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More than half of the students who take SPA 101: Beginner's Spanish I, a class for students with no previous background in the language, have studied Spanish before enrolling in the class, according to a survey conducted by the Department of Spanish and Portuguese in spring 2012.

The survey, which received 106 responses, also revealed that 29 percent of the students surveyed had taken at least three years of Spanish before beginning the introductory course.

“Language teaching is very different in different institutions,” Spanish Senior Lecturer Alberto Bruzos Moro explained. “For some students, high school is enough to place them off the foreign language requirement, but for others it is not enough to be placed out of 101.”

He added that he was glad language placement was determined by a placement test system rather than by high school experience.

But the fact that some students taking introductory Spanish have background in the language is not limited to just Spanish.

Joe Yan ’14 and Shawn Du ’14, who are both enrolled in KOR 101: Elementary Korean I, said their class contains some heritage speakers, or students who have picked up some of the language from hearing it spoken in their home,who start out on a better footing than the rest of the class and that the curve is on the difficult side. Both Yan and Du said they had some exposure to Korean before taking the class, but had never studied it or spoken it.

Robert Kaster, who is teaching LAT 101: Beginner's Latin this fall, noted that in his class of 12 students, two have had prior experience with Latin.

But students with language background won’t necessarily be getting the best grades, language professors say.

Several professors said that there is no strong correlation between performance in language classes and prior experience with the language. Kaster noted that although some students who had prior exposure to Latin find the 101 course easy, others who fit this description struggle.

Bruzos Moro noted that the allocation of grades can often have more to do with study habits than with students’ prior exposure to the language. While slightly overqualified students may not have to study as hard at first, he explained, the course eventually becomes more difficult, favoring the students who have established good study habits.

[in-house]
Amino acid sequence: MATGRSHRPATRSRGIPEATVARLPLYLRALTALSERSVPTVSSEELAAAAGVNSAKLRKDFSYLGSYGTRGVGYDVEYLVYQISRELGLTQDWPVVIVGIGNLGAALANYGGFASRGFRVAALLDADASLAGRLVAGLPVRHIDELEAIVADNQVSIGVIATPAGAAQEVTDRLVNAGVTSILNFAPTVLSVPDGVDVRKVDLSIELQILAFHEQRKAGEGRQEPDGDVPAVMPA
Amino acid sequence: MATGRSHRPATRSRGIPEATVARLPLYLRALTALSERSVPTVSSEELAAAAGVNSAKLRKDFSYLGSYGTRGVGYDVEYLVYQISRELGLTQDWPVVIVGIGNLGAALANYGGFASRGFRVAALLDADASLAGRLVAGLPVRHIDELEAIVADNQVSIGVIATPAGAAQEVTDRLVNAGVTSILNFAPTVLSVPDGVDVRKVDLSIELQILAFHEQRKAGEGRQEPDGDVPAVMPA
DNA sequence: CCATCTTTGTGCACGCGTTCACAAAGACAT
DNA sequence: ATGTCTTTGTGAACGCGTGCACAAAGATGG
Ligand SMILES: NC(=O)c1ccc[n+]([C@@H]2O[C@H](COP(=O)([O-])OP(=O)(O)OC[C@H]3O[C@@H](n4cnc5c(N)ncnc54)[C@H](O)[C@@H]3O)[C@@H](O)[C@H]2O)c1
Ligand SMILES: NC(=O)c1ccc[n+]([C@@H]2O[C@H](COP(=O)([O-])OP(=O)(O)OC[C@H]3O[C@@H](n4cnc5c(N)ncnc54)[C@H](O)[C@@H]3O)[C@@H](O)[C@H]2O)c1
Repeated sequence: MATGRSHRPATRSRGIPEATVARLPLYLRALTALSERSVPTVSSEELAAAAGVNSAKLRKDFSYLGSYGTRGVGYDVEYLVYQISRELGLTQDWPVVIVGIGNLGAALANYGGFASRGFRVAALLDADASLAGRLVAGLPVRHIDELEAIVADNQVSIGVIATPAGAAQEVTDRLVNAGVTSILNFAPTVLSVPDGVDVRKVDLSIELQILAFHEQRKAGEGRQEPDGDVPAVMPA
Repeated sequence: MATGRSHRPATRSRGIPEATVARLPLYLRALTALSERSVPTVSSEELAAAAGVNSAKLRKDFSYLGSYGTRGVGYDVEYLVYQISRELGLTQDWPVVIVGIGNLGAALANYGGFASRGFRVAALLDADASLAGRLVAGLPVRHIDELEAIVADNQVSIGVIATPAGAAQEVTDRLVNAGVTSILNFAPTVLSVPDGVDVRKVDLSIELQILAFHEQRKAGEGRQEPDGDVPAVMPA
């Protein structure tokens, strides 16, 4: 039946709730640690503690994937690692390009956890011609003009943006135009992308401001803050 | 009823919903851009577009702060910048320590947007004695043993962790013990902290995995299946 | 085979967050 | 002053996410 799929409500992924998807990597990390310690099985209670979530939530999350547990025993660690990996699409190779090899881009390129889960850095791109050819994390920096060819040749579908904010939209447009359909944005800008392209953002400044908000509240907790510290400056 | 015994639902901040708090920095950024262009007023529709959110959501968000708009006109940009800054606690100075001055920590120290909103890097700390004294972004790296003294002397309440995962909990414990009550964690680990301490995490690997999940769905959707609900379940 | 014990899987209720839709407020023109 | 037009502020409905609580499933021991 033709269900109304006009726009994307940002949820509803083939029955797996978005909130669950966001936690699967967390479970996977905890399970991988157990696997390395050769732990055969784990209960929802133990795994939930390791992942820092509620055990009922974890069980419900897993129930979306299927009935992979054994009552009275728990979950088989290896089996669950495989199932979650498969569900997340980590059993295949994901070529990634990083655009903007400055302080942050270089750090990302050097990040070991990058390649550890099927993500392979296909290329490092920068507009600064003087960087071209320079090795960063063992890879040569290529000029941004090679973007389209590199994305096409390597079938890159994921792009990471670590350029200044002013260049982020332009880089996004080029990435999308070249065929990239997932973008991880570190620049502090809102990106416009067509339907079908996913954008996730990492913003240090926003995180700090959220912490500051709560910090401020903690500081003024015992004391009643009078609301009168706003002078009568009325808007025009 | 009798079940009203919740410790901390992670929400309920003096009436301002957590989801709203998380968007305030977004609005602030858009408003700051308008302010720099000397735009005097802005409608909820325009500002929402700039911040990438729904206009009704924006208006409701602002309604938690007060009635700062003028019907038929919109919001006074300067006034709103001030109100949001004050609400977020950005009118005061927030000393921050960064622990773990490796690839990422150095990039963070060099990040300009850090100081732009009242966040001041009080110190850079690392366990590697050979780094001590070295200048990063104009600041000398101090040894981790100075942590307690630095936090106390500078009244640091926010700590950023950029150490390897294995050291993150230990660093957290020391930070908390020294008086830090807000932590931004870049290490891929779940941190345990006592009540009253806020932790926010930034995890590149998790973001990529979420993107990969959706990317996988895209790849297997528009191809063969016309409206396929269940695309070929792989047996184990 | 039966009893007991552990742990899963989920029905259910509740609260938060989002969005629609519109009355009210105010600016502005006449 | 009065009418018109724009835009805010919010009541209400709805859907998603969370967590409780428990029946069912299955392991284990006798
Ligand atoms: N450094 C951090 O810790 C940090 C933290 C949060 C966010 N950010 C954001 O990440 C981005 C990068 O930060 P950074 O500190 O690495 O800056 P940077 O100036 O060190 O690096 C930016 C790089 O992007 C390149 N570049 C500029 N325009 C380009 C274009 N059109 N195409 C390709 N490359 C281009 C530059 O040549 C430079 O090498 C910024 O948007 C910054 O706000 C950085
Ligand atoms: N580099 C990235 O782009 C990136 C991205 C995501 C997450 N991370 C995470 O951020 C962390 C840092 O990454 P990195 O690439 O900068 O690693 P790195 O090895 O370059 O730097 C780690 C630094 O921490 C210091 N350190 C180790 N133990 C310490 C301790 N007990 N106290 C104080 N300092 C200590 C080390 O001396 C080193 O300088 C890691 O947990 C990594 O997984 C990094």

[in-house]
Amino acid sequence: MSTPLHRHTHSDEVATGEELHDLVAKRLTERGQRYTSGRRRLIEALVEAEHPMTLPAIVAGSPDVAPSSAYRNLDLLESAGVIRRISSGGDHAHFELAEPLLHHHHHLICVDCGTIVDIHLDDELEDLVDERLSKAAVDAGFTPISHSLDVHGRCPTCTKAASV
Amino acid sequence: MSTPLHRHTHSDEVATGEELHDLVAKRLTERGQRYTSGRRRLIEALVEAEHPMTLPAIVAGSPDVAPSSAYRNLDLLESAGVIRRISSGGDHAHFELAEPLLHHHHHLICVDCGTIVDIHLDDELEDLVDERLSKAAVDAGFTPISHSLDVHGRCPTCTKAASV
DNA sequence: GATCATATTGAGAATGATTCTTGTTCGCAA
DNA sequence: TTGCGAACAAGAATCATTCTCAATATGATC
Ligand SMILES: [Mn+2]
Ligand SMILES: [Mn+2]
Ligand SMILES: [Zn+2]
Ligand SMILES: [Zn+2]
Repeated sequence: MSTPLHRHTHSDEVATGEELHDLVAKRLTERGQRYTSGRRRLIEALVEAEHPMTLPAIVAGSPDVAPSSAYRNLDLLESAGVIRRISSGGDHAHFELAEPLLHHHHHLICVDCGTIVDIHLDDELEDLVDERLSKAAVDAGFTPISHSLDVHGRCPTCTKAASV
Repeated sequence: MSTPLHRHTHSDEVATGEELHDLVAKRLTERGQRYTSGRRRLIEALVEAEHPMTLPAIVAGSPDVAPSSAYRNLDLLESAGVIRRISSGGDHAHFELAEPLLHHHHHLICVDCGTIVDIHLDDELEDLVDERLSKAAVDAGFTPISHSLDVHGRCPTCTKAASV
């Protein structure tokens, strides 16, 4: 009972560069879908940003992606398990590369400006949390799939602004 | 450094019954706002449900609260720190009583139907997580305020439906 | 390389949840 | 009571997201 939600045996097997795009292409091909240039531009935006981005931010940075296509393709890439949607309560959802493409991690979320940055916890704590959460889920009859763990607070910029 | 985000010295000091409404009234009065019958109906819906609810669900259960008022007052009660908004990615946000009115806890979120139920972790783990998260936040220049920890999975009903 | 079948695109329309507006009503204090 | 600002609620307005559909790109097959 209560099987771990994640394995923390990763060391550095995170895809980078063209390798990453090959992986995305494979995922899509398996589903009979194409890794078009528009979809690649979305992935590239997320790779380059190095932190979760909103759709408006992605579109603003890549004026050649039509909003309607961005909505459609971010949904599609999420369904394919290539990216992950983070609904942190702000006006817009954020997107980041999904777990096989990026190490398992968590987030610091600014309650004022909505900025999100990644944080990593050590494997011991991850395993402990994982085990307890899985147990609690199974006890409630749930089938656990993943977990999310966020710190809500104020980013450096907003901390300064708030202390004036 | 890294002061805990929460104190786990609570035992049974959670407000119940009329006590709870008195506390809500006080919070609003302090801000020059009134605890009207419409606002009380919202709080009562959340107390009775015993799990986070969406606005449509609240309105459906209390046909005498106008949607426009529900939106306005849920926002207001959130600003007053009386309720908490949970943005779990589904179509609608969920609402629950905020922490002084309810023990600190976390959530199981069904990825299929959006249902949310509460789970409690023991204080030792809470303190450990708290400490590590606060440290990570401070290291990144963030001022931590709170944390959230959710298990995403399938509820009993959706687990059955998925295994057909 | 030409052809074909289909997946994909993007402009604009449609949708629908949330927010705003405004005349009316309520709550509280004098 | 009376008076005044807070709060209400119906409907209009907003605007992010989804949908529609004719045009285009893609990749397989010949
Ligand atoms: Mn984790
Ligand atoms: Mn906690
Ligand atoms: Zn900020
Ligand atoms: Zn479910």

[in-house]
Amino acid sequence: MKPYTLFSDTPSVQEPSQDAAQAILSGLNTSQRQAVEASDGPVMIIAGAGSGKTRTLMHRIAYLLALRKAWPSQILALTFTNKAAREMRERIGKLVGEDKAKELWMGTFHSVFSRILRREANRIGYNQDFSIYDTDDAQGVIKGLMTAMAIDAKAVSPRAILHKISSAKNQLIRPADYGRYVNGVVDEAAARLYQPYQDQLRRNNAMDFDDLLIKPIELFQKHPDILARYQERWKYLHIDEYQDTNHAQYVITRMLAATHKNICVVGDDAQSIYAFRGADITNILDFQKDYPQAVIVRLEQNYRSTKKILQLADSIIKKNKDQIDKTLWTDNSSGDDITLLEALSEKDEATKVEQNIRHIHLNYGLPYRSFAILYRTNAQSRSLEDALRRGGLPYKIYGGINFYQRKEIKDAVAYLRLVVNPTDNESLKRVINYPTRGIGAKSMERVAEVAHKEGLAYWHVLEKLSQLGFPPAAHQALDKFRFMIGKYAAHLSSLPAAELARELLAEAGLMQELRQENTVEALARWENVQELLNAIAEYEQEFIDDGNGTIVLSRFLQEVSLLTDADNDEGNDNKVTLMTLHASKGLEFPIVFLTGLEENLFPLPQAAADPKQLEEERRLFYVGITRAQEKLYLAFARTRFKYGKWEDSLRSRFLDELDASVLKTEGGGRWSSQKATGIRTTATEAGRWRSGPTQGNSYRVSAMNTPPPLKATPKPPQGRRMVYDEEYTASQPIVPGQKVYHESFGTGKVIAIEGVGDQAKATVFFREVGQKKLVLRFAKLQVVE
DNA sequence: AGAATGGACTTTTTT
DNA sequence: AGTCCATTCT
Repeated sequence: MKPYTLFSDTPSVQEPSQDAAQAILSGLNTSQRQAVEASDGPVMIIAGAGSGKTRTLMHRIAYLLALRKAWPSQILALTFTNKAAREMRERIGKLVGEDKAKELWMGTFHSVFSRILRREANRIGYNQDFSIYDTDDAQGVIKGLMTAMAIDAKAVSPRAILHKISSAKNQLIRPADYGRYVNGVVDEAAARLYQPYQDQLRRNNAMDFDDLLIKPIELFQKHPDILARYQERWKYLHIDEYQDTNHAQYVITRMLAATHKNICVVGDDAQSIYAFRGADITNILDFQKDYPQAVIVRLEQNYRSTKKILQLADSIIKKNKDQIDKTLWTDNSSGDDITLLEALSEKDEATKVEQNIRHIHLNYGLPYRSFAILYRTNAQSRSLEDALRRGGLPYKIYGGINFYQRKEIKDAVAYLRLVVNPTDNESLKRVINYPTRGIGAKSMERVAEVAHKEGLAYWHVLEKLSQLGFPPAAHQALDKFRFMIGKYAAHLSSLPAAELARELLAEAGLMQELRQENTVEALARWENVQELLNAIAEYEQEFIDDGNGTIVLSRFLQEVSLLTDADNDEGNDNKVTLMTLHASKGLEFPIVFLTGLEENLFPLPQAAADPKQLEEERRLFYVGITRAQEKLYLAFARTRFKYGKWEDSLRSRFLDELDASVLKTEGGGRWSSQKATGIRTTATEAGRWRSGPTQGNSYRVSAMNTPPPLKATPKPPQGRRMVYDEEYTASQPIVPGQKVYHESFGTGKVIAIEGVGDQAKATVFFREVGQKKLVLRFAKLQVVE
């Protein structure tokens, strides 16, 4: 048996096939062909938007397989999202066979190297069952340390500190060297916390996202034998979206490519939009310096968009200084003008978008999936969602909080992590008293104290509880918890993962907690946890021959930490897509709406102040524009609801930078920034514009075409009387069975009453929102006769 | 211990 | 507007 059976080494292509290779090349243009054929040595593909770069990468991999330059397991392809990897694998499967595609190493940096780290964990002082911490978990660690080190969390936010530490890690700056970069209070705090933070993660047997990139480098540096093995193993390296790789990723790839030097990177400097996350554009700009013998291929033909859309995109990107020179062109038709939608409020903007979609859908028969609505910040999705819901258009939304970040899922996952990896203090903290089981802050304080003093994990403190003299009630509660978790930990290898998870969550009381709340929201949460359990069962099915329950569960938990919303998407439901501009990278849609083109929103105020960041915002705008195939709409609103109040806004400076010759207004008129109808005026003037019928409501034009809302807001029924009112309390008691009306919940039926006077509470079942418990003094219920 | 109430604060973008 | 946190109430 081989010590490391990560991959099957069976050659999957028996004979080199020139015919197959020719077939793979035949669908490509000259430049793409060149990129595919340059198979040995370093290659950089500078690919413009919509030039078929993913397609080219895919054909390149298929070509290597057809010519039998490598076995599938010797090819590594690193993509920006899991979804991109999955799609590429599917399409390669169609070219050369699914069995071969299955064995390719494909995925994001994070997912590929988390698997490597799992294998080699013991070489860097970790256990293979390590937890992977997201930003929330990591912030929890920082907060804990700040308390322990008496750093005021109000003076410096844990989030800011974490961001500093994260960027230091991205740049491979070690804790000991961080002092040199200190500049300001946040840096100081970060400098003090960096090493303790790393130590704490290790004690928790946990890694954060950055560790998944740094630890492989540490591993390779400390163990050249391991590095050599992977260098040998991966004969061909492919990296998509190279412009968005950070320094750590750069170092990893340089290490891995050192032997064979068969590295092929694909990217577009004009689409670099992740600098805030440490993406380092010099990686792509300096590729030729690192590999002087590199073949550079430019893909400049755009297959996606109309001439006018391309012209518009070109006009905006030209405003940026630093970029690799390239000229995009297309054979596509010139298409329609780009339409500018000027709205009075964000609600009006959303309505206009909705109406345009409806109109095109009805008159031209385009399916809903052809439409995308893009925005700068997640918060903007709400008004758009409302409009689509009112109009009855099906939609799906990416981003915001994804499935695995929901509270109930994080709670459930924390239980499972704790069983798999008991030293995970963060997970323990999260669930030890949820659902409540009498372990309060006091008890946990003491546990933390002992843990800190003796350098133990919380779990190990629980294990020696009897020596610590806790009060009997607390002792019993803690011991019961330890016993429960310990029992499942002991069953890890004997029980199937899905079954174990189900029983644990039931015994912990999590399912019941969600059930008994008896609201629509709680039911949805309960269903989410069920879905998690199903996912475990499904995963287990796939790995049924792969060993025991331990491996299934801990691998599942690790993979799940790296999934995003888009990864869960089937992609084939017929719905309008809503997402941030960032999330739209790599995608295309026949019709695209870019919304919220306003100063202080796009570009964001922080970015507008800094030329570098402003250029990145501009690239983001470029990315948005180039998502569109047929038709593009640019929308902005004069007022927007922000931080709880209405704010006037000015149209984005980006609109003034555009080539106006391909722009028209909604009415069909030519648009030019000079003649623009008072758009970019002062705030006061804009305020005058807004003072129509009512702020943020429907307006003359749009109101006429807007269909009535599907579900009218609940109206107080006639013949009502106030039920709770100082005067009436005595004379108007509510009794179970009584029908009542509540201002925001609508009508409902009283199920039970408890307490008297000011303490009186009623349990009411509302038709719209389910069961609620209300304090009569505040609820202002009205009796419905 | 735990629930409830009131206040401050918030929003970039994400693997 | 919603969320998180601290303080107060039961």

“Motivation is just as valuable as proficiency,” Bruzos Moro noted.

Departments have created various options to address the issue of potential proficiency imbalances in introductory language classes. Some language departments, professors explained, have now created 103-level courses to provide an introductory language track for heritage speakers.

Furthermore, professors noted that even if students do not perform well on a given placement exam, they may speak to their professor and move up. If a student seems overqualified but does not approach their professor, the professor can approach them and make a determination about their placement. Interviewing provides another option: East Asian Studies Senior Lecturer Jing Wang explained that in the Chinese program, the placement test is followed by a separate interview with each student, as the test only addresses the written aspects of Chinese.

Everett Zhang, departmental representative for East Asian Studies, explained that he is not concerned that overqualified language students may intentionally enroll in classes below their skill level. Beginning a language on a higher-than-introductory level can be a great benefit to a student, he explained, as itsaves time and allows students to start pursuing other interests.

Both Bruzos Moro and French Senior Lecturer Christine Sagnier said they believe the Princeton language programs are very strong. Sagnier noted that Princeton’s French students are often able to pursue internships in France after three semesters in the French language program, which she believes would not be possible for a student who had studied French for three semesters in high school.

“Although [students] start at a lower level, we try and push them to question their own culture,” Sagnier said. “We really try to build a University program that leads them to discover and think and be intellectually challenged. Otherwise, no one would continue.”

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